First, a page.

Anatomy of a Sonnet and how to write one effectively!


Sonnet is a short poem consisting of fourteen lines and is adopted by the English from the Italian poets. Its use in English has been prevalent since the thirteenth century and is considered to be one of the difficult forms to master. From centuries and different literature periods sonnet has brought fresh perspective to the readers and marked the authors as eternal writers who could influence anyone with their magical placement of words. To create a world of meaning in fourteen lines is quite difficult and one can look at the classic examples to understand the beauty as well as the difficulty.

Edmund Spenser – One day I wrote her name upon the strand

Sir Phillip Sidney – Loving in Truth, and fain in verse my love to show

William Shakespeare – Shall I compare thee to a summer’s day?

John Keats – On first looking into Chapman’s Homer

John Donne – Death, be not proud

Rhyme Scheme

All the above examples have a definite scheme of writing with a specific pattern called as a rhyme scheme. For beginners, it is the use of words in sentences so that the ending could have a rhymed word that will have a similarly sounding word in another sentence. There are three major rhyme schemes used in a sonnet, they are:

Petrarchan rhyme scheme – abba abba cde cde

Spenserian rhyme scheme – abab bcbc cdcd ee

Shakespearean rhyme scheme – abab cdcd efef gg

Sonnet by Shakespeare

Of course, there are other rhyme schemes used by different poets and there is complete liberty for poets to use their own rhyme scheme disregarding the classic ones here. Shakespearean rhyme scheme with three quatrains [four lines] and a single couplet [two lines] is the most used in English language.

How to write a sonnet?

The basics for a sonnet are not that difficult to understand but it is the creative part that becomes difficult. An individual has to have a natural instinct for poetry along with some proficiency in the language to ensure the poem is enjoyable and at the same time deep. The following are the basic steps that one should employ while trying to write a sonnet [this becomes natural after writing many poems and one needs no worry about the steps].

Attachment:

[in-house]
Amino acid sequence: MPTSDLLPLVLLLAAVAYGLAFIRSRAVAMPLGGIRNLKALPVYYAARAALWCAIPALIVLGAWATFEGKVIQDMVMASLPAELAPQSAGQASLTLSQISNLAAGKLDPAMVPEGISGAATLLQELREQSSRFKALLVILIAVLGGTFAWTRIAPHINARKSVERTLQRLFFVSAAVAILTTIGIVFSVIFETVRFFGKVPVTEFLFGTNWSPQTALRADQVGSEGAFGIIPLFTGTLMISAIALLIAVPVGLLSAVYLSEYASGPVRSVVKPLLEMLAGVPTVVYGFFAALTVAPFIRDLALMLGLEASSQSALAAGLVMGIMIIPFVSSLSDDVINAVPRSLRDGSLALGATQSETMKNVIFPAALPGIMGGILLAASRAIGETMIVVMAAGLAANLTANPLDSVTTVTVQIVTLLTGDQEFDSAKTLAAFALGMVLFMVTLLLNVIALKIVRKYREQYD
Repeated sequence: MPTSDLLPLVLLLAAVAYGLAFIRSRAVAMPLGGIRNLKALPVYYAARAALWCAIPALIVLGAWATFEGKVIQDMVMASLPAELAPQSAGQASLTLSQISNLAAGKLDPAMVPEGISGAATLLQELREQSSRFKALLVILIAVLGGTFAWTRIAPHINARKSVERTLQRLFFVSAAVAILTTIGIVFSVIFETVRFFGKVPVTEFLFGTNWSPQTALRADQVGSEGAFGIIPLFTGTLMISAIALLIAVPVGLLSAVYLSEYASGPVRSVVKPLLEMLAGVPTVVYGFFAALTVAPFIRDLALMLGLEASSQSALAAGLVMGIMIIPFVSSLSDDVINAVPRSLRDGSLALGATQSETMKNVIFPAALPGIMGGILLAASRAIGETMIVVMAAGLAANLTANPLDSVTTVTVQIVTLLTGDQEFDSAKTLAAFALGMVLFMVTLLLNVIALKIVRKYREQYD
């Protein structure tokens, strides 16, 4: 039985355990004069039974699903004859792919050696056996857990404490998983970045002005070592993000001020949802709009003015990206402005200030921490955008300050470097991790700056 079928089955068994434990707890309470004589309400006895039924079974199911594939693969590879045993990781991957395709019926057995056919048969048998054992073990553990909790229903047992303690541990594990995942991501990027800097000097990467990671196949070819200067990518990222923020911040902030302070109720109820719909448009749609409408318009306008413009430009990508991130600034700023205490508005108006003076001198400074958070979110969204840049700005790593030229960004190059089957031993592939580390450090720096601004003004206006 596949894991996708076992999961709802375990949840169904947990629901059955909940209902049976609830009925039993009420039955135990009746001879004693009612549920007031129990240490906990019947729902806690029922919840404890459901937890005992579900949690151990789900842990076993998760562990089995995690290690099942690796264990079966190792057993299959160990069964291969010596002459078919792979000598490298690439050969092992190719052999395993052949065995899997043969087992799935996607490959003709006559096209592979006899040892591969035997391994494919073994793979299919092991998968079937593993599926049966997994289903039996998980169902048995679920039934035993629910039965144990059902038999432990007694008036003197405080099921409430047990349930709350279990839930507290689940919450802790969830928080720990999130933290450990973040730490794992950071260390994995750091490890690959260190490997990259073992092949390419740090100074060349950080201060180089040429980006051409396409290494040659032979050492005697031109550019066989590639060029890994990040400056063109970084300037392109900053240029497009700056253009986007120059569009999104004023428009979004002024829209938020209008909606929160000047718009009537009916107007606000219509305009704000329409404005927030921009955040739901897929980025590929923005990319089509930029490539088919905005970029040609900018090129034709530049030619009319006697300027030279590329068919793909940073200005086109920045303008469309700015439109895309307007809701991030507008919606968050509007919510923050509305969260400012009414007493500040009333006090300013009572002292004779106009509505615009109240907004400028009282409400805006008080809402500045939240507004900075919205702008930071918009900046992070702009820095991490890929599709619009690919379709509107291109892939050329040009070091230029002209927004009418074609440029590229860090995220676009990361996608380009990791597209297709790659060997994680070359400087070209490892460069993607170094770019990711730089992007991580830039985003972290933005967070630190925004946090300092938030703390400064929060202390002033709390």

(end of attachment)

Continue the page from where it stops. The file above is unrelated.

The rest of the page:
# Select a good subject – Shakespeare mainly writes about love, Spenser is more diversified and many other poets have their own style of writing along with themes. The selection of themes be it love, death, nature, philosophy, etc. defines the individual. Finding the right theme that reflects the personality of the individual will help to put words in a perfect manner. A poet can have different subject matters, but he or she always selects the ones that they are capable of handling.

# Rhyme scheme is pretty important as mentioned above. This requires a lot of writing skills and vocabulary. Reading poetry, analyzing different poems, etc. can help the individual in developing a mind towards rhyme scheme. Among other ways that can improve your writing skills, you can also turn to asking advice from teachers or guides. They are highly experienced in the field and would help phrase the topic of poetry in the right manner.

# Do not think of the metrical pattern much. That’s right! Critics might say that a sonnet must consist of a metrical pattern mostly iambic pentameter. Remember that a poet is not a grammarian and should only think of the aesthetic appeal of the poem. Leave the complex matters to the professors and teachers; concentrate on the beautification of the lines rather than going for meter.

# Make sure to have a story line for the sonnet. The quatrains can be used to move the poem while the couplet can be used to create a wonderful conclusion.

# Be passionate about the subject, find the right words that can visually appeal to the reader as well as touch other senses. Do not write for writing’s sake and live the moment while penning down the words. Write everything that comes to mind and editing part [if needed] can be done later.

If you’re writing or trying a sonnet then you must be in complete love with literature. Show that love in the lines and present the sonnet with great precision. Poetry is a crystal lake where everything reflects, the poet needs only to capture those required and frame them into a garland of words. Remember that a sonnet is the reflection of the self; if the self is satisfied then do not think of the critics or the community that reads the poem. In that way, every young poet can produce some great poetry in his or her lifetime.

[-Phoenix]

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